It wasn’t so long ago that Formula One fans craved a wet race and the excitement that comes along with it. After all, the more recent F1 seasons had been dubbed somewhat of a snoozefest.
Rain is the one equalizer. Conditions that make the driver rely on their mastery of driving as an art and less on the insane technology strapped to their backs.
And who can blame the fans? A wet track throws so many curveballs that the drivers are holding onto the steering wheels for their literal lives.
The already wild 2021 Formula One season has more than obliged the fans, providing several weekends for teams to unwrap either the blue- or green-striped tires. In terms of excitement and unpredictability, the weather delivered.
However, despite the thrill fans might have of catching a glimpse of red lights disappearing into a plume of spray, wet races also serve as a sobering reminder of just what the drivers go through for our entertainment.
From simple trips off the tarmac to downright dangerous crashes and everything in between, we take a look at the thrilling – often terrifying – spectacle that is wet weather racing.
Heroic moments borne of weeping weather
When the skies let loose during a race weekend, it makes for an edge-of-the-seat spectacle for fans and drivers alike. More so for the drivers.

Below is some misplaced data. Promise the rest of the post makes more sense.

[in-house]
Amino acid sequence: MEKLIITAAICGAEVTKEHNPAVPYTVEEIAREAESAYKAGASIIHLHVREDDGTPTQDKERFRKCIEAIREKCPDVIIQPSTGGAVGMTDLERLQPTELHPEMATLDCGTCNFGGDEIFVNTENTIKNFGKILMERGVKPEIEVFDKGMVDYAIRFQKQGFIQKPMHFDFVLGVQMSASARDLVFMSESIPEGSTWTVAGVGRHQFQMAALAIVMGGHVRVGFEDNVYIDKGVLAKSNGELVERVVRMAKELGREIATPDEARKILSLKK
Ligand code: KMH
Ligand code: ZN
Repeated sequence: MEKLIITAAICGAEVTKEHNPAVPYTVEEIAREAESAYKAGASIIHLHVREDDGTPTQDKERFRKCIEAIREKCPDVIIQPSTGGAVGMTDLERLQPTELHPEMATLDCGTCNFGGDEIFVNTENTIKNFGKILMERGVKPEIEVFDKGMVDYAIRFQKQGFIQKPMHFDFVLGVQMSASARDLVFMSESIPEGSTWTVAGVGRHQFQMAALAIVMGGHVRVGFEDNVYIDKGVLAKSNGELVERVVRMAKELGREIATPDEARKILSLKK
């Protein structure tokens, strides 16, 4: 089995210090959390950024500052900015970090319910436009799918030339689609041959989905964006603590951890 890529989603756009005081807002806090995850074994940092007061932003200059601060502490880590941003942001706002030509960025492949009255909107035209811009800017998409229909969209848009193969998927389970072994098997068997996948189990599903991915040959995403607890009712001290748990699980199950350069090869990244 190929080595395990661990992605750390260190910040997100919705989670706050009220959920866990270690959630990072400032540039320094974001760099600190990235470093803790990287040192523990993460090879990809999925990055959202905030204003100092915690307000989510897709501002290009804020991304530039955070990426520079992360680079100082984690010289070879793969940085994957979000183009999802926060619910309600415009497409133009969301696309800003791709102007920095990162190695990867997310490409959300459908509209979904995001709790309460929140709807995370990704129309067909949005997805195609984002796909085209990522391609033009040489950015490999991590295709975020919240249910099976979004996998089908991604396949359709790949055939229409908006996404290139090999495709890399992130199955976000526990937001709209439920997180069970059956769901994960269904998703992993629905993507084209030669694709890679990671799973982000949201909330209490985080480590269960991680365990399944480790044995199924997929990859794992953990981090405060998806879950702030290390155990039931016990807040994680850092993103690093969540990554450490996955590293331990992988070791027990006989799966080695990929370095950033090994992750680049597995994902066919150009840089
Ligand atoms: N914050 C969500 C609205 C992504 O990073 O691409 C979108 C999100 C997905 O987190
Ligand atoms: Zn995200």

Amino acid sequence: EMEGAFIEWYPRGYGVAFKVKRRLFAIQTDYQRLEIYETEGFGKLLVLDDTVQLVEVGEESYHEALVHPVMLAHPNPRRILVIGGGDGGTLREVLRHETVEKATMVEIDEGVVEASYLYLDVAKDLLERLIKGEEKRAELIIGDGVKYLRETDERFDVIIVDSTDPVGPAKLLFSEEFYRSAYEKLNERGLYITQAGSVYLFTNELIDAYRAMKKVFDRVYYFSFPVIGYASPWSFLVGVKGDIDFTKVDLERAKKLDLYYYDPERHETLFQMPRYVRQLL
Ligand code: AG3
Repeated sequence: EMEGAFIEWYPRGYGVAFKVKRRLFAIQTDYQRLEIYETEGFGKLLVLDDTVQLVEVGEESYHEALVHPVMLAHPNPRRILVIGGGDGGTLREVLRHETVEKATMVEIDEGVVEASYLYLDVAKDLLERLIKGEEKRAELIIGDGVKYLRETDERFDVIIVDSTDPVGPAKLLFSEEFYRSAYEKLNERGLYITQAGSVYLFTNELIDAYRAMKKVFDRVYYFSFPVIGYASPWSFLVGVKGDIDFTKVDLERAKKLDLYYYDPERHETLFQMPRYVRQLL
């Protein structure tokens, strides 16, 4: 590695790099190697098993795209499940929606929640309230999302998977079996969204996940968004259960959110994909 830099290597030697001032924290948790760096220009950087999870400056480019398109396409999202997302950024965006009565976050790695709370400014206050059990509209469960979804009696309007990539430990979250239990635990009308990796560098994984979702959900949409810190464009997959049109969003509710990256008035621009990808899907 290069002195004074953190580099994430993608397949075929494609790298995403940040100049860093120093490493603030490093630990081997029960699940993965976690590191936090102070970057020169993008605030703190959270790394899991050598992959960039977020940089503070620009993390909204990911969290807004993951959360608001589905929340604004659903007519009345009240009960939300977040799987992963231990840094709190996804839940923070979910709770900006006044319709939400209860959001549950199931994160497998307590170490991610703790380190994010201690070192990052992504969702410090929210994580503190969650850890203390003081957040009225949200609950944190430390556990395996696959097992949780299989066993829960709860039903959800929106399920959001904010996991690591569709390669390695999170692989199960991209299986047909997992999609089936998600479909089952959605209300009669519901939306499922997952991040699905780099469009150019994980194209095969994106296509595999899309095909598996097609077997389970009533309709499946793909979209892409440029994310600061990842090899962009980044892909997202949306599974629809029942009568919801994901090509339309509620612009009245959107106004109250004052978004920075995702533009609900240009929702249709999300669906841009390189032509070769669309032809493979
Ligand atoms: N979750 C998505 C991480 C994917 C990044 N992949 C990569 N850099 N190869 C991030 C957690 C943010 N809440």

In 2020, Sir Lewis Hamilton pulled off one of the most outstanding performances in the rain, pumping in a standing-ovation-worthy qualifying lap. He crossed the line 1.2 seconds ahead of his nearest competitor at the Styrian Grand Prix.
And let’s not forget the Turkish Grand Prix from the same year. Lewis suffered through a horrific qualifying session where he was about 5 seconds off pole. However, when it came to the business end of the weekend, Lewis clinched his seventh world title with a peerless drive, an entire half-minute ahead of second-placed Sergio Perez.
These recent conquerings of wet tarmac pale in comparison to Hamilton’s handiwork in the torrential rain at Silverstone 2008. While veterans spun in the treacherous conditions, Lewis showed why he would go on to win the championship that year – in the wet, no less – and many more in the subsequent decade.
Casting an eye back further, rain has made for some of the best demonstrations of Formula One racing. From Sir Jackie Stewart’s heroics at the 1968 German GP, Ayrton Senna’s wet racing clinic at the 1985 Portuguese GP and Michael Schumacher in Ferrari red at Circuit de Catalunya 11 years later.
Unfortunately, loose skies have also been behind some of the saddest moments in the sport’s history.
Torrent and tragedy
In the build-up to THAT crash on the Nordschleife at the 1976 German GP, Niki Lauda questioned the track’s safety, even going as far as attempting a boycott of the race. And it didn’t help that rain had lashed the narrow track, making driving even more perilous.
Fortunately, despite the injuries, Lauda made it out alive and continued his racing career.
But other drivers haven’t always been so fortunate when operating the powerful race cars in treacherous conditions.